About Grassy Waters Preserve

Grassy Waters Preserve is a 23 square mile wetlands ecosystem that serves as the freshwater supply for the City of West Palm Beach and the towns of South Palm Beach and Palm Beach Island. Historically, Grassy Waters was both a key component of the Greater Everglades watershed and the headwaters of the Northwest Fork of the Loxahatchee River.

Although human needs have lead to severe alterations to the flow of water through South Florida, Grassy Waters Preserve remains a pristine remnant of the once great Everglades system. A mosaic of wetlands, tree islands, and forested hammocks, Grassy Waters Preserve is home to a variety of native wildlife. Commonly sighted species including the everglades snail kite, wood stork, white ibis, great blue heron, white tailed deer, otter, bobcat, and alligator.

In addition to meeting local demands for freshwater, Grassy Waters Preserve also provides hands-on educational experiences for learners of all ages. Access to this historic wetland reconnects visitors with the natural heritage of West Palm Beach. Trails of varying lengths and difficulties are accessible to the public free of charge. Experienced naturalists also provide guided canoe and hiking programs for the public, merit badge programs for scouts, and free field trips for local schools.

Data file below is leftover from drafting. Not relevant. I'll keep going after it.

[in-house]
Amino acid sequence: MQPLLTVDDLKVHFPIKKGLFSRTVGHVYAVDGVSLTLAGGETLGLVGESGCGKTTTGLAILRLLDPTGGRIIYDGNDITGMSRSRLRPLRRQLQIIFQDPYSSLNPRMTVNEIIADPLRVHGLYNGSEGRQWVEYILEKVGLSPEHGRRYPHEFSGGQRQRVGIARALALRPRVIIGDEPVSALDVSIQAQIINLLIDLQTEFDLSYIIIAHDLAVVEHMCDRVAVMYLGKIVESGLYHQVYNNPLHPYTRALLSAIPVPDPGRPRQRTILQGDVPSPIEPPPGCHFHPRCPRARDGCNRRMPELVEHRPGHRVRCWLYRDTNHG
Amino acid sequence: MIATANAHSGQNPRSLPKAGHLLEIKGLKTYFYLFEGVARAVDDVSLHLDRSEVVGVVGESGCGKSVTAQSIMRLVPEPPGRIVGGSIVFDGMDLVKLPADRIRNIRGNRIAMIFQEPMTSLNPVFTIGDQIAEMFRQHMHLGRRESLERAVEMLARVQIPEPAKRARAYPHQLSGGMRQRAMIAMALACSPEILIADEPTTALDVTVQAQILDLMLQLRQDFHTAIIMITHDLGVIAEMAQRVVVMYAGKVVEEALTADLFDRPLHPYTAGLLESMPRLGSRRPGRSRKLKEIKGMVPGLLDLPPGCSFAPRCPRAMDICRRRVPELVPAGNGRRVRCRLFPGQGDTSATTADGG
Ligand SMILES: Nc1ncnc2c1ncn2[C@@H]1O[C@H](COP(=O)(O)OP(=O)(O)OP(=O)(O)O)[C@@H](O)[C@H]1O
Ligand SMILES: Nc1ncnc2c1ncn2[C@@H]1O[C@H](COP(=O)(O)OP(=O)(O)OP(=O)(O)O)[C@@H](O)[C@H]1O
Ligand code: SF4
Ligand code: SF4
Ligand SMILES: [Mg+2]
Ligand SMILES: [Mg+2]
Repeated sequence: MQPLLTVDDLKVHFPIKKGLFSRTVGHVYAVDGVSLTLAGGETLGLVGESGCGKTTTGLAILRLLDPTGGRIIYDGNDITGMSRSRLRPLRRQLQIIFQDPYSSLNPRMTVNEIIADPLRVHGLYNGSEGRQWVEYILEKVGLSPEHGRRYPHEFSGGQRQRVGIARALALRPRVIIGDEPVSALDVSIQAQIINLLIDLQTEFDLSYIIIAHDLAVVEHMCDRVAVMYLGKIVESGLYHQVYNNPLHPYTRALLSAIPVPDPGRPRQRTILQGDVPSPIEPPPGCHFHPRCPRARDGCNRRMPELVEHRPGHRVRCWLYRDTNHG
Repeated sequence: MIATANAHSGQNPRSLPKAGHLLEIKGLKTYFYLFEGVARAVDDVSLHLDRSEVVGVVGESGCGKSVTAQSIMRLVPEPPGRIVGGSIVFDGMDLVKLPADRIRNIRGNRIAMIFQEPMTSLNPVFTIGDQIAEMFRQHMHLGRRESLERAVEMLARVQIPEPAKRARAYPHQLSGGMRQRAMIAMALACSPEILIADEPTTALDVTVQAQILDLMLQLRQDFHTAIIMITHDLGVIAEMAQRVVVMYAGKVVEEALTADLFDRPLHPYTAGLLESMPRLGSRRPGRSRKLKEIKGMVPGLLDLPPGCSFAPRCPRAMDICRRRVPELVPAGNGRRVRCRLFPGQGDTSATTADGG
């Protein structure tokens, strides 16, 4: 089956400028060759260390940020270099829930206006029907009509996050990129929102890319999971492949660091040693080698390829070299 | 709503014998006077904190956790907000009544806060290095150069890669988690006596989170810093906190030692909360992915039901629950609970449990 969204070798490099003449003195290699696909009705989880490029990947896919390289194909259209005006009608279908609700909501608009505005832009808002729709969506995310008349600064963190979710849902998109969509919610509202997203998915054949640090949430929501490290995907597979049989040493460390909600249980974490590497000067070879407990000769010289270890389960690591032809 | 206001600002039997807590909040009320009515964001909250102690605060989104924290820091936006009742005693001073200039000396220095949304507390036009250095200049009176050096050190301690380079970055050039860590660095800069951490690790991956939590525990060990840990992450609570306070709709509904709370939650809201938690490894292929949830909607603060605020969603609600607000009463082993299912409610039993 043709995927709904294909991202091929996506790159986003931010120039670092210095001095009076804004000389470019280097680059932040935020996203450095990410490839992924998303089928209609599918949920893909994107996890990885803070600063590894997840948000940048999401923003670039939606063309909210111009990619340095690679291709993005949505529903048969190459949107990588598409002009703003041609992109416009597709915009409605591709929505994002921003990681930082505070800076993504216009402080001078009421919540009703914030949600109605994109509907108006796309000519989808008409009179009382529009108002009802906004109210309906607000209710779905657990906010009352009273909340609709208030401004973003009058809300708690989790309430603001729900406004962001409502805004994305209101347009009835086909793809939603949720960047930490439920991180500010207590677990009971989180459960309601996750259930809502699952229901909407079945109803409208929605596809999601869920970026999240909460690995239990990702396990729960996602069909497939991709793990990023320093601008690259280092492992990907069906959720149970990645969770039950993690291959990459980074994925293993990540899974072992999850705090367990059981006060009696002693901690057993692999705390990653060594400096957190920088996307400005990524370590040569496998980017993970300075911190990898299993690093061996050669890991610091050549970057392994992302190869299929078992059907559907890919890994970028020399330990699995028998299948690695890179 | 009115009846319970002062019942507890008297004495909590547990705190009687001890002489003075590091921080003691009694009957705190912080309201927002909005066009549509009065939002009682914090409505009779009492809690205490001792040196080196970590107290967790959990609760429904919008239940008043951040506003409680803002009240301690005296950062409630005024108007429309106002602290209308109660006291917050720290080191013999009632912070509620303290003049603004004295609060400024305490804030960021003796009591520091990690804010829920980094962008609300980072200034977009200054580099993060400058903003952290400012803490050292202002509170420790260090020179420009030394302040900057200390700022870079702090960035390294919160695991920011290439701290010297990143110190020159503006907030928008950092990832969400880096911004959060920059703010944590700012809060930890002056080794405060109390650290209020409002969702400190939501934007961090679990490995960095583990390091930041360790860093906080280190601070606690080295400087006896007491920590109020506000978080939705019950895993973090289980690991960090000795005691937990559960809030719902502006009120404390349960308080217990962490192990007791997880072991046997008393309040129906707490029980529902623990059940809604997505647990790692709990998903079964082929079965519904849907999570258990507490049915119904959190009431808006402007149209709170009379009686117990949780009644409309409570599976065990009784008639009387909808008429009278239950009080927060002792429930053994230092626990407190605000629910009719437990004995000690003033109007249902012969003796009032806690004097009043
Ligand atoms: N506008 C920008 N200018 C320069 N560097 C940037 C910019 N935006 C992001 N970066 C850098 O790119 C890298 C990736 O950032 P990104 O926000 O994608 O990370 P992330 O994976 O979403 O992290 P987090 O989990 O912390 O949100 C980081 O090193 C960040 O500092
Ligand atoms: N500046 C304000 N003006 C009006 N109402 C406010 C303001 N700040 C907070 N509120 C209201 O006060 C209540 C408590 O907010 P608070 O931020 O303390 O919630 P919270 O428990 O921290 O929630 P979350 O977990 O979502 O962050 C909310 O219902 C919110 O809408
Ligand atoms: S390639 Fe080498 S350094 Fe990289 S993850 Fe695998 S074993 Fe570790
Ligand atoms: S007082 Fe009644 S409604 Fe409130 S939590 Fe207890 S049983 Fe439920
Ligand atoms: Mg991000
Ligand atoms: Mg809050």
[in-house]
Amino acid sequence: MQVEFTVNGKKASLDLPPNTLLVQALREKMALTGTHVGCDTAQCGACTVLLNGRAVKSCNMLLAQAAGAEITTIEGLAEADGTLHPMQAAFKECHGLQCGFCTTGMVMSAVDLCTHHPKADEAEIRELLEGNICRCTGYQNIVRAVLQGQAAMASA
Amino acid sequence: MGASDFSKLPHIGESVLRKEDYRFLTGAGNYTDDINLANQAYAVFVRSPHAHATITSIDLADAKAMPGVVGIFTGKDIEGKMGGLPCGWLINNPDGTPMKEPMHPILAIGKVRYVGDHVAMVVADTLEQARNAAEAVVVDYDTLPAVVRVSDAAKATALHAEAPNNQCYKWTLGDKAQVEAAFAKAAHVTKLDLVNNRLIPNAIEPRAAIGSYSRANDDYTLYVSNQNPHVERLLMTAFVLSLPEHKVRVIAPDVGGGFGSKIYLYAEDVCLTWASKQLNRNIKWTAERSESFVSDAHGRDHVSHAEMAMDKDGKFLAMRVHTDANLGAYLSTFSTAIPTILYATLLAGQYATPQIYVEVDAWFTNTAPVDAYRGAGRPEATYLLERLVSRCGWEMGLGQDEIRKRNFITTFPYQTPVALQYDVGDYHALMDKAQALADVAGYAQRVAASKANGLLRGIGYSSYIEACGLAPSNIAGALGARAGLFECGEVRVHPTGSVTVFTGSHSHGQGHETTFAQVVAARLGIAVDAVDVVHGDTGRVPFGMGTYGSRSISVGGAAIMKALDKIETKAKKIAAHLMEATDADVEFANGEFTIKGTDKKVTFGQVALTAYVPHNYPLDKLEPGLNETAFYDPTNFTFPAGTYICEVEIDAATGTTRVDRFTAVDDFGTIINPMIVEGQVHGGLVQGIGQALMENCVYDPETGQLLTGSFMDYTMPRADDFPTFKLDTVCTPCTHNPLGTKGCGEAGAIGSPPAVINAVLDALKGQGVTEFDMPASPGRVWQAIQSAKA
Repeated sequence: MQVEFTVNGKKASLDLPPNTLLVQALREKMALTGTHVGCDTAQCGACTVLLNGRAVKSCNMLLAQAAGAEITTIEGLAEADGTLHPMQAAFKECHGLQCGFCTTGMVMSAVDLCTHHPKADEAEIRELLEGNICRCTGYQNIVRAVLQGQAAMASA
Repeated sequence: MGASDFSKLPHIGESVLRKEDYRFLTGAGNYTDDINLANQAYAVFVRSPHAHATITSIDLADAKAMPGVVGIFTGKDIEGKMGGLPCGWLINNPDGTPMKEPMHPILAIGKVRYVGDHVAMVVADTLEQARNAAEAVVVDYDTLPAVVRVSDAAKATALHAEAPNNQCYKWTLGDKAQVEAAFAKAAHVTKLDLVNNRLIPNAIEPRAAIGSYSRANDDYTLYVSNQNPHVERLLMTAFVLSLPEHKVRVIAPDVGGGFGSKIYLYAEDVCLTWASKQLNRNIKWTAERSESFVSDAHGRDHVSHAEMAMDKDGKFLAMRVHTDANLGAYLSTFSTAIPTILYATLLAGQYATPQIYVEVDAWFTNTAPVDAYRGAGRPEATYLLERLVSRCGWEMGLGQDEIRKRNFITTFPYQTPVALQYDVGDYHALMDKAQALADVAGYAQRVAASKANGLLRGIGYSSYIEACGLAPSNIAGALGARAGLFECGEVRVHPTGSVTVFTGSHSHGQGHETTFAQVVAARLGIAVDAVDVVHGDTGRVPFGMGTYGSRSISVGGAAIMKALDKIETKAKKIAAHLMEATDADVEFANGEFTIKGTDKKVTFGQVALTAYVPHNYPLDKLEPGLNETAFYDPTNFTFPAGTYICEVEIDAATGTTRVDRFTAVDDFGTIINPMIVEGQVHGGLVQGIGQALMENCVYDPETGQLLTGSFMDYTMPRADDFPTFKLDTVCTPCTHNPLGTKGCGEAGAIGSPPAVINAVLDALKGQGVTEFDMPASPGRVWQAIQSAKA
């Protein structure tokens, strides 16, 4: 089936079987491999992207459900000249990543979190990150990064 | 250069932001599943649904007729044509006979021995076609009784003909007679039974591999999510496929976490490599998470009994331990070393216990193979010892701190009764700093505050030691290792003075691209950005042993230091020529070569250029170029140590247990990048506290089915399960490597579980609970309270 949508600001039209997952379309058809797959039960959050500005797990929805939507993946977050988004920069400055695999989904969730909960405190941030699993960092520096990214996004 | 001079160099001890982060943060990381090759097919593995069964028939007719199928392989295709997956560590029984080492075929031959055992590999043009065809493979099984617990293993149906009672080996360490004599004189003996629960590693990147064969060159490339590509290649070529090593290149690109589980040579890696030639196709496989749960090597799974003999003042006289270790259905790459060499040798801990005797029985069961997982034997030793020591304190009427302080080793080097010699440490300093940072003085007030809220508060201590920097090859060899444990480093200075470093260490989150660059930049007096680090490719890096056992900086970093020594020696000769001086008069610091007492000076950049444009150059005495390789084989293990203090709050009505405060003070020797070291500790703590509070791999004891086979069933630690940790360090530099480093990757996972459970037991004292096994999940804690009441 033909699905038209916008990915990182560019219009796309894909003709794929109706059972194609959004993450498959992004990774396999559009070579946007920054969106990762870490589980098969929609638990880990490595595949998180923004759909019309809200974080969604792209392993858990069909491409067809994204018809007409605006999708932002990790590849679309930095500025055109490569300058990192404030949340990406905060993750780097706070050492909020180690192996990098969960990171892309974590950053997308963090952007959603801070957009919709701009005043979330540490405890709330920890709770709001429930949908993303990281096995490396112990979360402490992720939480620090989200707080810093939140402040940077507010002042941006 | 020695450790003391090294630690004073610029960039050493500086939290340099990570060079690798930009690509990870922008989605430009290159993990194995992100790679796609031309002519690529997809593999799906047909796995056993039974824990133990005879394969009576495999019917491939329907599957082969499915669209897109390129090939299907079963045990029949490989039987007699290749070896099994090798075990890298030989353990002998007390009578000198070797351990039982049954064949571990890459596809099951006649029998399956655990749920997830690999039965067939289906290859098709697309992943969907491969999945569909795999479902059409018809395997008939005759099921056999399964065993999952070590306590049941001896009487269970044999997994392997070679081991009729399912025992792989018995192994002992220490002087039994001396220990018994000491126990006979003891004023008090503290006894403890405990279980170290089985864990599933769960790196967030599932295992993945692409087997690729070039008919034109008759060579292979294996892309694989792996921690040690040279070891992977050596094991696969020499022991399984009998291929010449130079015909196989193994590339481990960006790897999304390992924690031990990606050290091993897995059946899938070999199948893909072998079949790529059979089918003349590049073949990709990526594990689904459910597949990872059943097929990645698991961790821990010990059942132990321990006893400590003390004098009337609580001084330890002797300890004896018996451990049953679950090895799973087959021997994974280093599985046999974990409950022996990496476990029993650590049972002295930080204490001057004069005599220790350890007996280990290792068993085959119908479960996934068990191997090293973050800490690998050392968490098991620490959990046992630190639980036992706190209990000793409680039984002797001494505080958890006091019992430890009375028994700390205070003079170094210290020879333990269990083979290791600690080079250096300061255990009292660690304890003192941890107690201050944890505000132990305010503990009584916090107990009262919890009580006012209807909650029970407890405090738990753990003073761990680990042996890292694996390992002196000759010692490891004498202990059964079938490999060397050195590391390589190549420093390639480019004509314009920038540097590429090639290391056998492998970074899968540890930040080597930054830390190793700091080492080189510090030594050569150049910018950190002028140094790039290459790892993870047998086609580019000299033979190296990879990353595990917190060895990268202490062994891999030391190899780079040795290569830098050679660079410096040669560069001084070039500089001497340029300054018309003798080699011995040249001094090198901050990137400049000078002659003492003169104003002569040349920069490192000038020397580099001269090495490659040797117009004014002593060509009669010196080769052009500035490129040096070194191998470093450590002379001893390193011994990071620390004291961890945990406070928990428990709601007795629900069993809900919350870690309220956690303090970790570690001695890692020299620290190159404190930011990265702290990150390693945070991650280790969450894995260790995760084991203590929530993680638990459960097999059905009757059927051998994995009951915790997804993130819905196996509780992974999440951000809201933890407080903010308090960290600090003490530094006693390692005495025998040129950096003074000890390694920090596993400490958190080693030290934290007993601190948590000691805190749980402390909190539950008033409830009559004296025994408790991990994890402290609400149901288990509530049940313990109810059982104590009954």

The continued pristine beauty of Grassy Waters Preserve is thanks to the Department of Public Utilities Watershed Management Division. The Watershed Management Division is dedicated to protect, preserve and restore the ecological integrity of Grassy Waters Preserve by preventing the proliferation of invasive species, promoting best management practices in water quality and conservation, and educating the public about he importance of this ecosystem.

Do your part to protect this wetland resource by adopting responsible water use practices. Remember you are depended upon the Preserve for water and the Preserve is dependent upon you for protection. Please help to ensure that Grassy Waters Preserve continues to meet both human and ecological freshwater needs for generations to come.